I failed him and despite pressure, left him failed. At the time I never knew it meant he couldn’t graduate. I just wanted to teach him a lesson. I let him sweat until the final term before asking administration to pass him in my class. He was a changed boy in the interim!

Do not be distant with any of your forthcoming pupils if they approach you. If you are teaching in a school away from the big cities you are probably the first foreigner they have ever spoken to in their chosen major. Let them practise even if it is over a beer outside the school canteen! Be available if you are not in your personal enclave. I always make a rule that if they see me I am free but if I am home they need an appointment – I am not Superteach and I do need notice. I love holding dinner parties wherein I introduce students to western foods. Luckily a life lived mostly solo has shown me how to be a competent (although far from cordon bleu) cook. “Italy noodles” – to us Spagbol – has yet to fail. You will likely have hong jo (red wine) but they will bring their own orange juice. Ok you will probably need to use Taobao for the Italian herbs and Bisto granules if like me you can never find beef mince but improvise with pork! Don’t even think you will be able to get microwave ready meals. You’re on your own there.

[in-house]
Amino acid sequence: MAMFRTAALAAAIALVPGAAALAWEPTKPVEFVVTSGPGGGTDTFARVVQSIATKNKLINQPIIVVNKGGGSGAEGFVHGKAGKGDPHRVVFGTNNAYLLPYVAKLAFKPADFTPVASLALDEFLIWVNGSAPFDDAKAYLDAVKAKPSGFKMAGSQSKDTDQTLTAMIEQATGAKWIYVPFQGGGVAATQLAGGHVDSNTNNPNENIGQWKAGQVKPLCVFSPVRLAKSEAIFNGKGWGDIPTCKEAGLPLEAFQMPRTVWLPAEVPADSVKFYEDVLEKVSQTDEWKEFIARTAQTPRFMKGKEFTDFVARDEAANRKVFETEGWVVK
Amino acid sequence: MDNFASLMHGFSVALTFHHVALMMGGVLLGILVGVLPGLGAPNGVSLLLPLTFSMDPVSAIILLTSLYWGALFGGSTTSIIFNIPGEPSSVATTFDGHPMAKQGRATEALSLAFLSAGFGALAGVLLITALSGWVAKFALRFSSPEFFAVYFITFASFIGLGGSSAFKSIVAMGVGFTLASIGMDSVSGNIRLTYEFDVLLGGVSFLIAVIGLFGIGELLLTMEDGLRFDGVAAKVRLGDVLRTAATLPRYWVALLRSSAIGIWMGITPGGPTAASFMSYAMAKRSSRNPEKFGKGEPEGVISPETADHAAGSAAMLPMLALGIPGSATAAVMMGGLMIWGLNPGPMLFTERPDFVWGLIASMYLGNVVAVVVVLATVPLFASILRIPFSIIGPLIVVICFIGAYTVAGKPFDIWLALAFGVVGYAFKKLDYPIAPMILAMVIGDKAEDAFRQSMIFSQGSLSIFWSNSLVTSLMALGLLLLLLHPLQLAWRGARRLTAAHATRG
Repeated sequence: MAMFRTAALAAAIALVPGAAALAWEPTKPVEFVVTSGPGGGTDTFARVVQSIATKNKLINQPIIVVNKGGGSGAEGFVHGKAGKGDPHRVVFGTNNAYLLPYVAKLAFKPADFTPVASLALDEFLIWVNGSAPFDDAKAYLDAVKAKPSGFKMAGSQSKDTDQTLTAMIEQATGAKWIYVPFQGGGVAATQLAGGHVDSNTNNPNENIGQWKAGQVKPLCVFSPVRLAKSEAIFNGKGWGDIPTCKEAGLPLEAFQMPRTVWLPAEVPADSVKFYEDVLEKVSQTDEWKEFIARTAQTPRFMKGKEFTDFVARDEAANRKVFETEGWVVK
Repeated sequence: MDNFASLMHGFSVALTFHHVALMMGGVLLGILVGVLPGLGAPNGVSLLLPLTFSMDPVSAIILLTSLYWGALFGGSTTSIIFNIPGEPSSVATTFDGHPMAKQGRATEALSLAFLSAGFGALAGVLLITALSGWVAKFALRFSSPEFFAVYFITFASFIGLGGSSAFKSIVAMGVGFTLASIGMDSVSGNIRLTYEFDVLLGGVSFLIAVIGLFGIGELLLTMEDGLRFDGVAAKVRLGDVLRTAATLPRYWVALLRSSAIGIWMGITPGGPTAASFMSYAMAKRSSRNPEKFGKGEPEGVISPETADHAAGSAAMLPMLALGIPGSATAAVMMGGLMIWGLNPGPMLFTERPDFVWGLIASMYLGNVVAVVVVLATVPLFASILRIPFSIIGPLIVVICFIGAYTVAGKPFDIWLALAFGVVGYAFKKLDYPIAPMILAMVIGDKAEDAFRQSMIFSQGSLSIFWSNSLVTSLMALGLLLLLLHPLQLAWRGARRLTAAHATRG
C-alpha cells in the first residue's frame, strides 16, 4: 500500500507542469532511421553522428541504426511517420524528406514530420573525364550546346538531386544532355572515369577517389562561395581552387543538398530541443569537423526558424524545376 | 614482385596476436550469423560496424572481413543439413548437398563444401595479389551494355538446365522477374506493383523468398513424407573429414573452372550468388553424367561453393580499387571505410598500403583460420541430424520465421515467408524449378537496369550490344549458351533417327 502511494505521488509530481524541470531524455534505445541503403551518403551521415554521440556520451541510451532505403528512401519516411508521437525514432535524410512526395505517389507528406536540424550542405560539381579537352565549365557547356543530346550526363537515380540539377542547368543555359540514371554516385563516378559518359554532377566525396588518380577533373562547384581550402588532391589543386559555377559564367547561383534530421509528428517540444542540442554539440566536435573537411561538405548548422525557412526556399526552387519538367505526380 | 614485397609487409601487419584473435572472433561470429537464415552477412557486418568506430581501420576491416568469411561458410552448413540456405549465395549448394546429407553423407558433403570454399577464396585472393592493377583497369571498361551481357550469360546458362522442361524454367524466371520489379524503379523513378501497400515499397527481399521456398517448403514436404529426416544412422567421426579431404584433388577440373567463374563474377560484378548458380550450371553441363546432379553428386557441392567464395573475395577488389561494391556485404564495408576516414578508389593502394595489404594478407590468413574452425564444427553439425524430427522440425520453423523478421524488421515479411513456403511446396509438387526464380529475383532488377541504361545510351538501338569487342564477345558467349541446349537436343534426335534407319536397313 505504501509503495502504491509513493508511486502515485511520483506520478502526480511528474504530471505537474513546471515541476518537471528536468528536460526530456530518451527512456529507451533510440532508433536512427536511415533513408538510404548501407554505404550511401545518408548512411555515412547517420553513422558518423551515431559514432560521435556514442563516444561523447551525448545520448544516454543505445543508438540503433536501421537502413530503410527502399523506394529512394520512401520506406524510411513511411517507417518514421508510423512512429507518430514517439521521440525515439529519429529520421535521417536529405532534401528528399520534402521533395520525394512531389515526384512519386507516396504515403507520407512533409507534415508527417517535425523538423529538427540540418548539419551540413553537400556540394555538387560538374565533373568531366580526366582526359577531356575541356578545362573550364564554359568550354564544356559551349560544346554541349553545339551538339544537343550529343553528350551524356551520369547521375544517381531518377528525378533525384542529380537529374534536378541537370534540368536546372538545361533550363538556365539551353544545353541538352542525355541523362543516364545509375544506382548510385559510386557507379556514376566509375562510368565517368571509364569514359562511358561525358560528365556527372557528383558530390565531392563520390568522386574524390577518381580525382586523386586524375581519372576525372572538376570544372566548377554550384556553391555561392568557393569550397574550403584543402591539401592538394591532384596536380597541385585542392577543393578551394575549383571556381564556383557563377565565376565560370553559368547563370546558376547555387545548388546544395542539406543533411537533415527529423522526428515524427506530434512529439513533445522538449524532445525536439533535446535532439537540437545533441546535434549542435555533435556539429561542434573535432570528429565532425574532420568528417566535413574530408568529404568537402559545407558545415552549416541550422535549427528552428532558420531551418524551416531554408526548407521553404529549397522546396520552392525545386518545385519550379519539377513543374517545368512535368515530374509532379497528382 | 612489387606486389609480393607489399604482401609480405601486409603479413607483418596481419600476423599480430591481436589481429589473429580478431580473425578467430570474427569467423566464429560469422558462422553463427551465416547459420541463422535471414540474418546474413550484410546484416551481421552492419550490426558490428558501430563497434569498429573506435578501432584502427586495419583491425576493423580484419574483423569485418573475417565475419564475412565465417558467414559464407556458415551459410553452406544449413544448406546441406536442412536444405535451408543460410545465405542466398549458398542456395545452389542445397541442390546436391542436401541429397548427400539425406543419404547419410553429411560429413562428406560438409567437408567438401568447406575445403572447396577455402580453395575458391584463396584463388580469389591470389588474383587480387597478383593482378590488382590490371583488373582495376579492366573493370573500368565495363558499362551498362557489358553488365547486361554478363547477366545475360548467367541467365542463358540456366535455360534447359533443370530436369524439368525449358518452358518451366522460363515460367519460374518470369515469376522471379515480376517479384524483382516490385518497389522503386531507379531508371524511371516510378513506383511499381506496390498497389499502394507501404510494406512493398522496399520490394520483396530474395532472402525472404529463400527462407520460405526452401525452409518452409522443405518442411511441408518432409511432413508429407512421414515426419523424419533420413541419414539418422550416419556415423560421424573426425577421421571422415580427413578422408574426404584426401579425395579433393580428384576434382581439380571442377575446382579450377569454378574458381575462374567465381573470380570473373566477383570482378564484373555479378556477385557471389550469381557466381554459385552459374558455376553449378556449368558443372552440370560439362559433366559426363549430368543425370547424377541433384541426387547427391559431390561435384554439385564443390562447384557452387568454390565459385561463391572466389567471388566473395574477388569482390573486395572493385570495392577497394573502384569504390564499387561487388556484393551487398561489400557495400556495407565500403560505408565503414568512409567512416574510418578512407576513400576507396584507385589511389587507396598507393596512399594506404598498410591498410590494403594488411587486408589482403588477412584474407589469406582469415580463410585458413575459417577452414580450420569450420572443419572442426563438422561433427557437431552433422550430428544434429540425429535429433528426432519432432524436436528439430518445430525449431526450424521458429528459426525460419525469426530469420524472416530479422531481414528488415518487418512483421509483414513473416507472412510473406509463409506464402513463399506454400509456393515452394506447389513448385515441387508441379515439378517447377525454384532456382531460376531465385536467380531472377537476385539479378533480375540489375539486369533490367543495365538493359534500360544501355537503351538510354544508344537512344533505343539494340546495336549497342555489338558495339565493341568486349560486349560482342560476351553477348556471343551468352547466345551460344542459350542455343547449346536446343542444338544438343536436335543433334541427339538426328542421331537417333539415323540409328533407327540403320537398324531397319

So you can’t cook? Now is the time you should, MUST, learn. For yourself more than anyone. I used my Western Wednesdays along with other foreign teachers as a way of rewarding the best students. I was lucky enough for three years to have a Frenchman as a colleague who was a whizz at desserts and we were complete! There was always too much for 6 to eat and every morsel that was left was split evenly between the three students to take back to their dorms.

I chose a “wife” in each class. This at one point (because a Chinese snake of a teacher went running to the Dean) prompted a phone call about “naive and impressionable” students. Laughable really, I was late 50s and fat, hot young Chinese girls were fighting over me! I continued with my “wives” who were the ones I considered active enough and with sufficient English to be able to take part in role play in class when something needed to be explained properly. Many a “wife” informed me their roommates had said they were so lucky to have a wife as their dorm mate because they got the finest leftovers of crepes, cakes and whatever else. Just be careful if you are in the eligible age bracket though. I am not.

Whatever, cherish your students, they will be your best source of information and help.

Next on Prof Fury’s load of old rubbish: Just How Good Your Students Can Be

 

About the Author 

He is in his early sixties and has been teaching in universities in China for seven years. He has been a ships officer, salesman, manager, company director, engineer and truck driver in the past  and so has a wealth of stories and experience to impart to his students.

He has been to 47 countries so far and visited more than 400 cities around the globe. Antarctica is the only continent he has yet to experience but there is still time!

He has so far volunteered at every school level in China, appeared on television several times (including taking part in a Spring Festival Gala show) and his ambition is to be allowed to retire in China when the time comes. His latest party piece is playing Santa for whoever asks!